Brent Burns San Jose SharksPlayoff-mania is officially back in San Jose. With six games remaining, it wouldn’t get much bigger than their Tuesday night battle with the Los Angeles Kings, and San Jose won one of its most important games of the season, 3-2 in the shootout.

Now, the Sharks and Kings are in a virtual dead heat — 53 points each in the standings, and if the playoffs started today they would be the Western Conference’s 4-5 matchup. But with San Jose’s home record sitting at a stellar 15-1-5, home ice advantage is critical, especially in what would be a pretty evenly-matched battle should these two teams face each other. The Sharks are the fifth seed even with the win, so needless to say they couldn’t afford to drop this game.

A lot can change in the Sharks’ five remaining bouts, but Gary Bettman has to be praying that these two teams meet in the first round. This matchup has it all: unreal goaltending, scoring and genuine hatred. Tuesday night’s game was without a doubt the most exciting of the Sharks’ season, and if anything spoiled it, the fact it had to end in a shootout was all I could come up with (more on the shootout in a minute).

The first period was a scoreless back-and-forth, but the Sharks got things going midway through the second with two goals from Brent Burns and TJ Galiardi, 42 seconds apart. Despite Antti Niemi playing fantastic yet again, he was powerless to stop the Kings’ push back, which started on a Jake Muzzin power play slapshot. Dustin Brown evened the score less than five minutes later with a questionable bulldozer of a goal, and from there it was a nasty fight to the finish.

The third period was where the Sharks’ “tired legs” excuse should have kicked in. They were on the tail end of a back-to-back with an late flight from Phoenix while the Kings were enjoying hurricanes on Santana Row in waiting. The tired legs never came, and somehow the team persevered.

The game went past regulation (shocking, I know), but how else was a game like this supposed to end? It was a playoff atmosphere at HP Pavilion in front of a home crowd that’s completely accustomed to overtime hockey, both this season and in years past. The only thing unnatural about it was when the 5:00 overtime clock expired and the zambonis came out to prep for the shootout. Something was going to give with both teams on the ice, and it felt incomplete to have it decided by a skills competition.

The shootout subplot

Of course Niemi was fantastic, but the real story was Todd McLellan’s new shootout cleanup hitter, Raffi Torres. After Logan Couture missed high and Dan Boyle almost pulled off another ridiculous deke (this one gone awry), the coach turned to his newest addition to put the Sharks on the board.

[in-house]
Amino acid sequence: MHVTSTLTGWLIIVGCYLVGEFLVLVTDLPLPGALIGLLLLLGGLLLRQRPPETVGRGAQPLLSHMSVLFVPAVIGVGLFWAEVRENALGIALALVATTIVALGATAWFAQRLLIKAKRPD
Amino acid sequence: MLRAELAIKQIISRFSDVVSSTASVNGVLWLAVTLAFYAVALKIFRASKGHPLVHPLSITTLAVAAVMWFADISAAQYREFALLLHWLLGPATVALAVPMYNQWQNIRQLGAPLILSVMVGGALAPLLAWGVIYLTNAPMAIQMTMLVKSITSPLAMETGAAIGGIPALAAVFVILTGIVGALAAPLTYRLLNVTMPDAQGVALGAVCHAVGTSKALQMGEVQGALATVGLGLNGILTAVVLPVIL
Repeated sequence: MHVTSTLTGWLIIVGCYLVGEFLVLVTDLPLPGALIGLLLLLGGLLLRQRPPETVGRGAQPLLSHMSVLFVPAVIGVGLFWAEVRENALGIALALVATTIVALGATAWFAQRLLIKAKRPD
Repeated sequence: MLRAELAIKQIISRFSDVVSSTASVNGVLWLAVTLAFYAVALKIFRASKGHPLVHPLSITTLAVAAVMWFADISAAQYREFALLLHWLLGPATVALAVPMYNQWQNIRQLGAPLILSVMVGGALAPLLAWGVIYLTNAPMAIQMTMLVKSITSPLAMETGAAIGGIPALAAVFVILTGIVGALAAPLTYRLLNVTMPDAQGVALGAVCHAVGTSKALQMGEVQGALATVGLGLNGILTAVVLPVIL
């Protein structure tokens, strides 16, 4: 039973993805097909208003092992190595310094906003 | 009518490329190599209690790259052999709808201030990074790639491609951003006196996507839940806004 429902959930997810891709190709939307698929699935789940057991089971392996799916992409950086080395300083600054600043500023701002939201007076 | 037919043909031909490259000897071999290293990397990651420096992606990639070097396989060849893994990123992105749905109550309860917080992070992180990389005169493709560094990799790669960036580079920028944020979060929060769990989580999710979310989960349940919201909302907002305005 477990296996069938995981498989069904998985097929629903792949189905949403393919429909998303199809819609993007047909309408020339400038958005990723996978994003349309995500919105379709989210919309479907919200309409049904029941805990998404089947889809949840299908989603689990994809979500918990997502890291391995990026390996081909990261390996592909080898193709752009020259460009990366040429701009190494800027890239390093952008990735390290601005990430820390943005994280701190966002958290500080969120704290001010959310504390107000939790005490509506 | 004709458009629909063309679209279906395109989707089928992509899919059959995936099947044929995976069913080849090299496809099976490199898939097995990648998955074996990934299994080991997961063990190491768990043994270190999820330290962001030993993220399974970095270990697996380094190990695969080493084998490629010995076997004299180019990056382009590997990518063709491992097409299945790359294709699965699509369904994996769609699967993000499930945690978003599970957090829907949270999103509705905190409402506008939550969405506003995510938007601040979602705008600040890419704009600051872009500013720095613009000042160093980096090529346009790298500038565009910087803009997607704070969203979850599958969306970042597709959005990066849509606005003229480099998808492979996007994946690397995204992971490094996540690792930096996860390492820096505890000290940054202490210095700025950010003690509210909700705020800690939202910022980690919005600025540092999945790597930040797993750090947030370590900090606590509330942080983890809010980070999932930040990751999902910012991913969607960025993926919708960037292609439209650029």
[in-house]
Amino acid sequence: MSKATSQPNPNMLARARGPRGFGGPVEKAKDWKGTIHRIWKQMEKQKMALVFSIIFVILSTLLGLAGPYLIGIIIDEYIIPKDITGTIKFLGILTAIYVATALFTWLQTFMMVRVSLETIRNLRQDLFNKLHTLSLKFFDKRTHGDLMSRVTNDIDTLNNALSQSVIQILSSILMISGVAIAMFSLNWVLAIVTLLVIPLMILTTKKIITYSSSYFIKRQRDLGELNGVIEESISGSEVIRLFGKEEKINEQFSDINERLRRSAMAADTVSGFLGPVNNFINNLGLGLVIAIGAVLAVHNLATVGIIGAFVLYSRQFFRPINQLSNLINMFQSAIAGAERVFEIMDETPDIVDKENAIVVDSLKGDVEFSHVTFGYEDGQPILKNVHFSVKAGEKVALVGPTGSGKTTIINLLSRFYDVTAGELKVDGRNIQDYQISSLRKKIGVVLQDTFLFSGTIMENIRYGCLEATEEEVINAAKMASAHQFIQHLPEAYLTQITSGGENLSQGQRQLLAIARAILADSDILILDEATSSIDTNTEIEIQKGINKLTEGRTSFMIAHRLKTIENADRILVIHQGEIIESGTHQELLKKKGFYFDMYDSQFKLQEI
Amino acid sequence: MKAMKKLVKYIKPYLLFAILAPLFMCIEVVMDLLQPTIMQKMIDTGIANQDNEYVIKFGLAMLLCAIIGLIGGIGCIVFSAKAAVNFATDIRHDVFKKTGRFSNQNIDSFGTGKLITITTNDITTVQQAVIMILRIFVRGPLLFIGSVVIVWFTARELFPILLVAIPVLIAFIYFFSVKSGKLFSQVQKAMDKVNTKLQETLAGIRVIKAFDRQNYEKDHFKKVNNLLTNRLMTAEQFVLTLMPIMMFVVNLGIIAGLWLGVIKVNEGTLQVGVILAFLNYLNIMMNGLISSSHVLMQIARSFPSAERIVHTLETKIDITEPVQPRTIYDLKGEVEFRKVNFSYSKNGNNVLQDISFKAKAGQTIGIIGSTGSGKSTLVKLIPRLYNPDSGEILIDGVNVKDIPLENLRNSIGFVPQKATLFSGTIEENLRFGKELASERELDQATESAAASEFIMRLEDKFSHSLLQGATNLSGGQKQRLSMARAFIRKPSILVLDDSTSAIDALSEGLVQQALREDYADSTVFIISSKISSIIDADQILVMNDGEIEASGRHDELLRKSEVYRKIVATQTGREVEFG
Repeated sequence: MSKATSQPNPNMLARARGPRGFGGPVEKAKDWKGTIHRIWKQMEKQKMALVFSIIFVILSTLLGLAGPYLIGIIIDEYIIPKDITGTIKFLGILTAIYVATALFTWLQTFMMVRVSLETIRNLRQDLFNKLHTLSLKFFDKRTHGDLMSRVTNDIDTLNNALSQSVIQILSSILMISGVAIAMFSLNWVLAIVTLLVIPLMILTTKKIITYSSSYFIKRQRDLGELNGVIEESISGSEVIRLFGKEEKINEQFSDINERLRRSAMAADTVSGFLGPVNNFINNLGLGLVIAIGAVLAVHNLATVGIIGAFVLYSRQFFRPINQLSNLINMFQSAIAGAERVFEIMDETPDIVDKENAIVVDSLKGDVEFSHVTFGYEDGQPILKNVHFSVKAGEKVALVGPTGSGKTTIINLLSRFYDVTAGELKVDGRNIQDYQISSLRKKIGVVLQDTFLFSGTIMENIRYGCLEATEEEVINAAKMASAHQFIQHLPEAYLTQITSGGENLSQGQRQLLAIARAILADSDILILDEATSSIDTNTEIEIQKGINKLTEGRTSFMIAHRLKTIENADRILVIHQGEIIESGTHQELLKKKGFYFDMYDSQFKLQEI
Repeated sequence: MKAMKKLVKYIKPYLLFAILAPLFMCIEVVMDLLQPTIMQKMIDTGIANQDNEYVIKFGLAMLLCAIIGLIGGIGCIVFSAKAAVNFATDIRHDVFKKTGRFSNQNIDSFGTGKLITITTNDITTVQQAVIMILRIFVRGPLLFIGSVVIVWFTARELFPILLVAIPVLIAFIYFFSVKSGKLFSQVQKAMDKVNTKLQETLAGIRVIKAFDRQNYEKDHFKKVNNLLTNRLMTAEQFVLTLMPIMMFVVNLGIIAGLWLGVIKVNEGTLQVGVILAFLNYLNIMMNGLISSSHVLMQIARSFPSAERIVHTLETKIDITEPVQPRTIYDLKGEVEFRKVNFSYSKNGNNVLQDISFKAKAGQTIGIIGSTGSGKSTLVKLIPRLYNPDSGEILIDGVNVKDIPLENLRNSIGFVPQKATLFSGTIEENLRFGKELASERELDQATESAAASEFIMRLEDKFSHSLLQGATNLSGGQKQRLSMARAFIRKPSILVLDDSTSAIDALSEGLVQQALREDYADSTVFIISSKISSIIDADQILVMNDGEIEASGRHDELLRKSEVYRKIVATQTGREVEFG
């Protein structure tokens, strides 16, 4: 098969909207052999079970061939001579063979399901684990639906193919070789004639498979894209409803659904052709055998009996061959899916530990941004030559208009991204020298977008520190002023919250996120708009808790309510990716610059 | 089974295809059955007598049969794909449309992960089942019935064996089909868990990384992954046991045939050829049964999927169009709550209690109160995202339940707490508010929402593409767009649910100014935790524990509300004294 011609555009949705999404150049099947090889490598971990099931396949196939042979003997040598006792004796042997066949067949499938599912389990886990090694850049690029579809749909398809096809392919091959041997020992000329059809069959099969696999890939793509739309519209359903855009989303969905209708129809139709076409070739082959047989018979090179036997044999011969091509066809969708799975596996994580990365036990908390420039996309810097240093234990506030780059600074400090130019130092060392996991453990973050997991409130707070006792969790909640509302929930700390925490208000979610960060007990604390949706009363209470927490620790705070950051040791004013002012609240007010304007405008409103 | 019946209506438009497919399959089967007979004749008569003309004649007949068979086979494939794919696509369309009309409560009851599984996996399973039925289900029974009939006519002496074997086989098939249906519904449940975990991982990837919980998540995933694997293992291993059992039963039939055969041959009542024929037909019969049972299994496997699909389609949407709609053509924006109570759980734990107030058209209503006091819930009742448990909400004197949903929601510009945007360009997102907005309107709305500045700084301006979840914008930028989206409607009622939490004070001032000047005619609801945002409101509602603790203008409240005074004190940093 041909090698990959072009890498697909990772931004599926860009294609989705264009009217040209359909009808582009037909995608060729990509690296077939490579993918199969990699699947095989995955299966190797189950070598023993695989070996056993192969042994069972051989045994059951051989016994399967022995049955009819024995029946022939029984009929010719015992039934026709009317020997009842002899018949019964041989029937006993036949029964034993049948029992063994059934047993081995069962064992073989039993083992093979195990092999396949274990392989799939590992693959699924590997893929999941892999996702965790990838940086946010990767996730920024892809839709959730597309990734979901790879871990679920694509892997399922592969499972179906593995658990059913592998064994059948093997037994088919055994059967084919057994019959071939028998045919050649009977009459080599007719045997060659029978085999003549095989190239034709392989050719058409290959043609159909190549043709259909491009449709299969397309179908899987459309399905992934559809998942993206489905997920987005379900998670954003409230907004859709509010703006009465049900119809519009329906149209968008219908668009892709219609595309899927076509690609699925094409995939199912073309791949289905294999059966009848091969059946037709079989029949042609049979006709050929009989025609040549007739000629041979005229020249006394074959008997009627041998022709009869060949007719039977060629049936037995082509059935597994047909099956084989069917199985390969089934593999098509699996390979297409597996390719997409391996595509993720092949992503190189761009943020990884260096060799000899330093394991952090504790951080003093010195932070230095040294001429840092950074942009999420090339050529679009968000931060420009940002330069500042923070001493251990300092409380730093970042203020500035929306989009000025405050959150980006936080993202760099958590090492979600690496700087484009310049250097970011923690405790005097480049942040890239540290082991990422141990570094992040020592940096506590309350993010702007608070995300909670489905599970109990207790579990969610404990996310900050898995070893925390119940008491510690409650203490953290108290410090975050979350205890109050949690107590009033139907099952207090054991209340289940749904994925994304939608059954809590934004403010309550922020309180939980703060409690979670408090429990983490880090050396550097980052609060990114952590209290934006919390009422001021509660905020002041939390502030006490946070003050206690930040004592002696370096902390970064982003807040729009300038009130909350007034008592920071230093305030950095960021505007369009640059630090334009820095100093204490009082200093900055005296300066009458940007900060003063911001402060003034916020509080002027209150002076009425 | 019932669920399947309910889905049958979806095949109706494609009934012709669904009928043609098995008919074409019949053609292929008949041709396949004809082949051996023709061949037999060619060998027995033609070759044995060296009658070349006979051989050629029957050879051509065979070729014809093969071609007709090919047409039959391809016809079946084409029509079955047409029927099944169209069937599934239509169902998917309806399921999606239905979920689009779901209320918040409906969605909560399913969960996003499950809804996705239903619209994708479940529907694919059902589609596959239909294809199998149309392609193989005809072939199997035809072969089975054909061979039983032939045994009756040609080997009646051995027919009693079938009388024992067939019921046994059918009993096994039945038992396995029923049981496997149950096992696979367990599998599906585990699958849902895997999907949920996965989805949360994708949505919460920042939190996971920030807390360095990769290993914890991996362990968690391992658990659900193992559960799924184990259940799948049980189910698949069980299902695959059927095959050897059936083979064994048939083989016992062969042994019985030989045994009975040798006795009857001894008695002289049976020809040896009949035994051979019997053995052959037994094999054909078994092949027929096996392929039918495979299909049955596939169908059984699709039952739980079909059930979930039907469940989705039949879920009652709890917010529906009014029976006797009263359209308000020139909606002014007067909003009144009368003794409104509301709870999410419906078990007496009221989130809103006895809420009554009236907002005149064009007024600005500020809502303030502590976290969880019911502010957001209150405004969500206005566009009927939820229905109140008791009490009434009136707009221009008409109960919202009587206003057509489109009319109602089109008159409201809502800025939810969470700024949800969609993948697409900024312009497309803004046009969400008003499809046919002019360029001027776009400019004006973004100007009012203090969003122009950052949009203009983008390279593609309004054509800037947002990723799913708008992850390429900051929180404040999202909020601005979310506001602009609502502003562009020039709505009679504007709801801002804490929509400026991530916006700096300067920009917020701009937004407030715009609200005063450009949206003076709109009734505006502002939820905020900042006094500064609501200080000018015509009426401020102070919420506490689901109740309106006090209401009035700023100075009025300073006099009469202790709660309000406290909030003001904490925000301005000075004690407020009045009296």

Torres had to deliver. Of course he did.

The crowd erupted when Torres slid the puck easily through Quick’s five hole. It was entirely new and uncomfortable, suddenly cheering raucously for a player previously loathed. There’s already so much weirdness in Torres being a Shark; it’s difficult for fans to embrace him and many do so through gritted teeth to boot. Now, instead of just easing us in with a meaningless goal or something, he gets his first hero moment in one of the Sharks’ most important games. McLellan had full confidence in Torres to rise to the occasion, and he (ugh) did it for the Sharks and the fans.


— Good Galiardi is really good. If Niemi hadn’t stood on his head for the entire game (on the tail end of a travelling back-t0-back that he probably shouldn’t have played), I could have made a case for Galiardi to be the first star. He had contributions on the score sheet and off of it. His speed is a serious difference maker.

— The Sharks best line is Joe Thornton, a former-fourth liner and a former defenseman. Let that sink in for a second.

— Burns should never play on the blue line again. The further removed we get from McLellan’s decision to move Burns up to forward, the more he produces and the more brilliant McLellan looks. It makes you wonder why anyone ever put him at defense in the first place.

— If something feels different from last year’s home stretch to this years, it’s because they are. They’re completely different. San Jose is a much better team this season, and despite early signs of collapse, they’re in the driver’s seat when it matters. Niemi is one of the hottest goalies in the NHL, the team is much improved defensively and they can score. San Jose could make noise in the playoffs this year.

— Five games left. If you feel like getting excited…